Ad Astra Drama

Review: ‘Ad Astra’ is Contemplative Sci-Fi at Its Best

September 19, 2019Ferdosa Abdi

In James Gray's space drama, Ad Astra, we follow a despondent astronaut on a search mission for his missing father, with the fate of the world depending on it. This is a contemplative drama that takes infinitely big ideas — such as exploring the universe — to explore more personal issues. And at the heart of it all is Brad Pitt, a man who could read the ingredients for cake mix and it would still be some damn good acting.

Rightfully dubbed "Sad Astra" or "Dad Astra," the film touches on many things; for example, the breadth of humanity's potential, life beyond Earth, and the great leaps technology allows us to take. The movie is about these grander ideas, but the one that is thoroughly explored is the idea of sons suffering from the sins of their fathers. This metaphor is explored in two ways: one is the personal story of Roy McBride (Pitt) carrying the burden of what his father Clifford (Tommy Lee Jones) is accused of doing, and the other is mankind suffering from the actions of generations past. Both Clifford and past generations have forced Roy and the world to look to the stars for answers, to search for any and all that could aid in their dilemmas.

Roy and Clifford are tools for Gray's exploration of coming to terms with recognizing that despite us having great love, admiration, and perhaps a far too generous perspective of generations past, we are still the ones that must carry the weight of their failures. There is a point where Roy contemplates if he is to repeat his father's mistakes, uttering the words "or am I you." It is well into the film when Roy comes to this realization, and it is by this point that Gray's vision — a simple, two-layered tale that effectively tackles the ripple of effects of consequences — is fully formed.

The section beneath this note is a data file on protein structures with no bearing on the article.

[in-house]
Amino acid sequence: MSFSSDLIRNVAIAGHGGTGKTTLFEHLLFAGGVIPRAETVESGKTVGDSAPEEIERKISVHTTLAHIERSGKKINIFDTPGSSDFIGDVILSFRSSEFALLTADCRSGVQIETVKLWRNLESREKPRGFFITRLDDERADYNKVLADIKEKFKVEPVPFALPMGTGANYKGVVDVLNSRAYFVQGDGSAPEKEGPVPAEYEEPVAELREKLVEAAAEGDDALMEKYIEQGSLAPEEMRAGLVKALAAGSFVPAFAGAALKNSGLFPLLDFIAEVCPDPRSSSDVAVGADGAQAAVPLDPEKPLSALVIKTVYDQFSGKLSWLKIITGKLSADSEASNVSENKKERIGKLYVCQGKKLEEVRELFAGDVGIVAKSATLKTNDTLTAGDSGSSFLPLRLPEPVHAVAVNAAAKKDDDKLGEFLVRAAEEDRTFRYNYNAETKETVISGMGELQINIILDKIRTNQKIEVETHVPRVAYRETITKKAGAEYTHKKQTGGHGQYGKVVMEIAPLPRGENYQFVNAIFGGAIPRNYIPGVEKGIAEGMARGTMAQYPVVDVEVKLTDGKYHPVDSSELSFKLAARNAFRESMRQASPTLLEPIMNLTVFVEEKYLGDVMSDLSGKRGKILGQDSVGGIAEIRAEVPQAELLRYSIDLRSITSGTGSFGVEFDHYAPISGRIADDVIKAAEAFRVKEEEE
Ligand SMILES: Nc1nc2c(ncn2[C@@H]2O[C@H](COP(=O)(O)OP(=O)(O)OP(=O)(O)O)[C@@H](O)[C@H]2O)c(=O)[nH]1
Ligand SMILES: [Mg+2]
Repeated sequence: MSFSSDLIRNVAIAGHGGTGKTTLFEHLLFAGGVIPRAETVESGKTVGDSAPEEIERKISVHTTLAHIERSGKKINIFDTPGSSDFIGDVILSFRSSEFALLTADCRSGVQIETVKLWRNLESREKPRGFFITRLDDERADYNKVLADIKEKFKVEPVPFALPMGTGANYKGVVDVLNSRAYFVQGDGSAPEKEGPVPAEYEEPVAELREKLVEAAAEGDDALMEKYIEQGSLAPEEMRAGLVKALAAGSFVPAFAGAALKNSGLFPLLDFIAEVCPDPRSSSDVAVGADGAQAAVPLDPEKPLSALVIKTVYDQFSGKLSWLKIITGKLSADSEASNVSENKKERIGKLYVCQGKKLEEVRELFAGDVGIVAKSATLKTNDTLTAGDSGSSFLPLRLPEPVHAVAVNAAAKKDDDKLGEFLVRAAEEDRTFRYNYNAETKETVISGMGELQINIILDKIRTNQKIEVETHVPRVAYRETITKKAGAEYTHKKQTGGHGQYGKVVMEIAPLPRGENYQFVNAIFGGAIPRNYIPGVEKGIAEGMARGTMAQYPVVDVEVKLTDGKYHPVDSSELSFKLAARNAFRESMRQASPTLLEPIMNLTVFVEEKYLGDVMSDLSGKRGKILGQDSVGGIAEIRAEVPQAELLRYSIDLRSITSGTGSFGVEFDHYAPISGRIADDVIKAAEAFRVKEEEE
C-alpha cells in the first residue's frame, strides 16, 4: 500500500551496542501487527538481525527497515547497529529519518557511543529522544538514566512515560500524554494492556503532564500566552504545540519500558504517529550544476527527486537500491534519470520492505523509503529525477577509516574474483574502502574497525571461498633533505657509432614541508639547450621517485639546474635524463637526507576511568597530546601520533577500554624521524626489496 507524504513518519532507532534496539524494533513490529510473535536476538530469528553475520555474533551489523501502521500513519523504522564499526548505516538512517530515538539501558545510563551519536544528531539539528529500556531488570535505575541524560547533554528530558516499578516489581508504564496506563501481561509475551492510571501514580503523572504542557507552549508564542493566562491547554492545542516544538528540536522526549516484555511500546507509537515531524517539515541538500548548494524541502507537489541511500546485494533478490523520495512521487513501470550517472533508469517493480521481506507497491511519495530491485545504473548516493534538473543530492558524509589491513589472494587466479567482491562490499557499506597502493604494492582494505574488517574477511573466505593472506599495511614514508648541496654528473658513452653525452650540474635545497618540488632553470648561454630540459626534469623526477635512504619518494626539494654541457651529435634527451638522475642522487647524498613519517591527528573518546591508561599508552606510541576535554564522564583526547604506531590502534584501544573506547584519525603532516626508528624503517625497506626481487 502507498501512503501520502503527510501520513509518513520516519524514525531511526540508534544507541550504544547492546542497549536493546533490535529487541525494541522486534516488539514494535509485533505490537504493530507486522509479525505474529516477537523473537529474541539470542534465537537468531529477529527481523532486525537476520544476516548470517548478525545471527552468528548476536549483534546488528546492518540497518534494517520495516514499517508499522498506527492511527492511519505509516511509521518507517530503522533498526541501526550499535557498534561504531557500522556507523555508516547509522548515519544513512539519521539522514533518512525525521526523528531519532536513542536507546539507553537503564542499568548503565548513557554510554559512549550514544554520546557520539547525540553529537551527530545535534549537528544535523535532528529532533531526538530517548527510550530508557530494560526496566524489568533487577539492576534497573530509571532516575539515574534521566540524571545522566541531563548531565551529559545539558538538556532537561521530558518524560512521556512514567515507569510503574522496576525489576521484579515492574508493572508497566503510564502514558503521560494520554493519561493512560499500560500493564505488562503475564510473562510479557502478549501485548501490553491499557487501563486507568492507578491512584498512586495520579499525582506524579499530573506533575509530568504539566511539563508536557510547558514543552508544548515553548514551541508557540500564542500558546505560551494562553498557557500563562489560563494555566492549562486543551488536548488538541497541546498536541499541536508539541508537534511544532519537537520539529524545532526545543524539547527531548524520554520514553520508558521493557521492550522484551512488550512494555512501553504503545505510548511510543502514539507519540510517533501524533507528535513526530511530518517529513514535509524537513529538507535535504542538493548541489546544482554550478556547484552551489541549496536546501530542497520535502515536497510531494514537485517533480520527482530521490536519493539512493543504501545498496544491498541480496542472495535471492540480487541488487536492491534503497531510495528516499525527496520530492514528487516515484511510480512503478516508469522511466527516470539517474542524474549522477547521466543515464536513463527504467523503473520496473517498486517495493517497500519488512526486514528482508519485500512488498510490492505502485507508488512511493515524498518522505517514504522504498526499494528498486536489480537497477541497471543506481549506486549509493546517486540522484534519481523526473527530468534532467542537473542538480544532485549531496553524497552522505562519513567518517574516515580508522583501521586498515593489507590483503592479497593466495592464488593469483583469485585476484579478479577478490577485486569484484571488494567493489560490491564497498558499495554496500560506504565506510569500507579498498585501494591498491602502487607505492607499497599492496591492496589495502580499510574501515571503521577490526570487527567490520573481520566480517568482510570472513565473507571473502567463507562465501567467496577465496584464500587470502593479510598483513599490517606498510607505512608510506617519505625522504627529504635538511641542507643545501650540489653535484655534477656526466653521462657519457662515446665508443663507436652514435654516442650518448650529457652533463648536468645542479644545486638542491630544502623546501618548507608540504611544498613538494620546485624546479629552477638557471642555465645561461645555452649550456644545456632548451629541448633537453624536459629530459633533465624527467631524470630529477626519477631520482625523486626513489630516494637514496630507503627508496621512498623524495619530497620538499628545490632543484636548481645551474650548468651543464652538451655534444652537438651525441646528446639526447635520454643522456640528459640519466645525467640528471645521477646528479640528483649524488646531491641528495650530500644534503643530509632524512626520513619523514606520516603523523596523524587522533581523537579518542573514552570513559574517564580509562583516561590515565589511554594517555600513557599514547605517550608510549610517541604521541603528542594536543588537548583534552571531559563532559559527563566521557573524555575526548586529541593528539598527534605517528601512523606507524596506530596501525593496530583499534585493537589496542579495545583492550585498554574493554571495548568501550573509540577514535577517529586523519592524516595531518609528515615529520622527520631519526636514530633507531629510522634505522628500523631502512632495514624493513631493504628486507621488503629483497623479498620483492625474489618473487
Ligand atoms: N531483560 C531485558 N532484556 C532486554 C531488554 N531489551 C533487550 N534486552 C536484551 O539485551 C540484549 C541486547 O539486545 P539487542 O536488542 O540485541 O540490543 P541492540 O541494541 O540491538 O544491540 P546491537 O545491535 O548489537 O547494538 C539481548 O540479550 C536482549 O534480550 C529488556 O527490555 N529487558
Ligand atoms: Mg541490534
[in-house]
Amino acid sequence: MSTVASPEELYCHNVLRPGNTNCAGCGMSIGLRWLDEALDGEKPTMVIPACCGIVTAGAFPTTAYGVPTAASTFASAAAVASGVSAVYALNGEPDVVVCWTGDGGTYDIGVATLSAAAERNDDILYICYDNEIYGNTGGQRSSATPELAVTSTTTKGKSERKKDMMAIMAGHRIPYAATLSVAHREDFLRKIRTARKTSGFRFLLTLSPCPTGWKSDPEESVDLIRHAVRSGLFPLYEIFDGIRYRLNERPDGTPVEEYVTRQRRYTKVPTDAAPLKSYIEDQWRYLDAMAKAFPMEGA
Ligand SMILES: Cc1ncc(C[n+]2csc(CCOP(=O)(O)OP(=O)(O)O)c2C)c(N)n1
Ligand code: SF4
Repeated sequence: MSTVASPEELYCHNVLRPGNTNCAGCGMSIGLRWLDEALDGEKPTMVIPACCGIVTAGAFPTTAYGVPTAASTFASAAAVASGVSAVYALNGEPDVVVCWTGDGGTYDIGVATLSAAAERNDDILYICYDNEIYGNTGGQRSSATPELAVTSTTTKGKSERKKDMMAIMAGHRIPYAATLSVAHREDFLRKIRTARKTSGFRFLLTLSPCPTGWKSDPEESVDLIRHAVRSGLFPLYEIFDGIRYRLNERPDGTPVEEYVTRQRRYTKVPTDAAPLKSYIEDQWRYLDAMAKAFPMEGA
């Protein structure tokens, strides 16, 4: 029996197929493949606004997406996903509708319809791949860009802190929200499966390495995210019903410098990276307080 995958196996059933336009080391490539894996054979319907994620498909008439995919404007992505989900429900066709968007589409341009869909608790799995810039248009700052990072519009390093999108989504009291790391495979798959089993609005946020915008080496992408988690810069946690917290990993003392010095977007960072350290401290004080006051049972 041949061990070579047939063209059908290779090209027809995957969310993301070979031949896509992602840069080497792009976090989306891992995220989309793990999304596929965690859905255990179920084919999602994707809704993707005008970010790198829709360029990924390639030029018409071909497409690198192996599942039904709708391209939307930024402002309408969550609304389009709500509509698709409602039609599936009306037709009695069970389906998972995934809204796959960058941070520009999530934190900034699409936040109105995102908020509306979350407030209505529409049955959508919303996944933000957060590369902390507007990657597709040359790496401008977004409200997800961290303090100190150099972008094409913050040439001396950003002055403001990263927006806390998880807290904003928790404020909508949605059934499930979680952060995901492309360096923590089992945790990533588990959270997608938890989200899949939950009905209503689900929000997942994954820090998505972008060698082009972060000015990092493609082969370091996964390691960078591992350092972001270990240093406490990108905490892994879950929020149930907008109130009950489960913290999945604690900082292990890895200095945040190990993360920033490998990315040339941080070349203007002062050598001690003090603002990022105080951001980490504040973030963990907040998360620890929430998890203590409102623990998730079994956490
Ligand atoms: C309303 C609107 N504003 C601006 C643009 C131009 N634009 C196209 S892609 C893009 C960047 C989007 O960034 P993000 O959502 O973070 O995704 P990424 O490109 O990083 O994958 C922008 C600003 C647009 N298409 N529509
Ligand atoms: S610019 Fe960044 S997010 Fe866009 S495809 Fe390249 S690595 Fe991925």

To tell a story that will either provoke thought or challenge the audience you need everything to be top-notch. Fortunately, Hoyte van Hoytema, the cinematographer for Christopher Nolan's Interstellar, is on the job, presenting the prospect of space travel as an enticing venture. Matched with Gray's competent directing and Max Richter's immersive score, the cinematography makes every moment feel earned, despite the movie being a tad bit longer than it needs to be. As for the cast, they are all great; however, no one gets the kind of material Pitt is given. There are points in the film that will make you wonder why such high caliber actors are even in these small roles. But, as professionals, they do a lot with what little is given to them.

At the end of this journey, there is a sense of hope and relief. But these somber ideas will linger long after the credits roll. As for Gray, he's not so quick to tie everything up in a lovely bow. He wants to engage with audiences in a way that will leave them contemplating what they have experienced, and Ad Astra is certainly successful in that regard.

Ad Astra releases September 20th, 2019 from Twentieth Century Fox. The film has an MPAA rating of PG-13 for some violence and bloody images, and for brief strong language. Its runtime is 2 hrs. 2 min.

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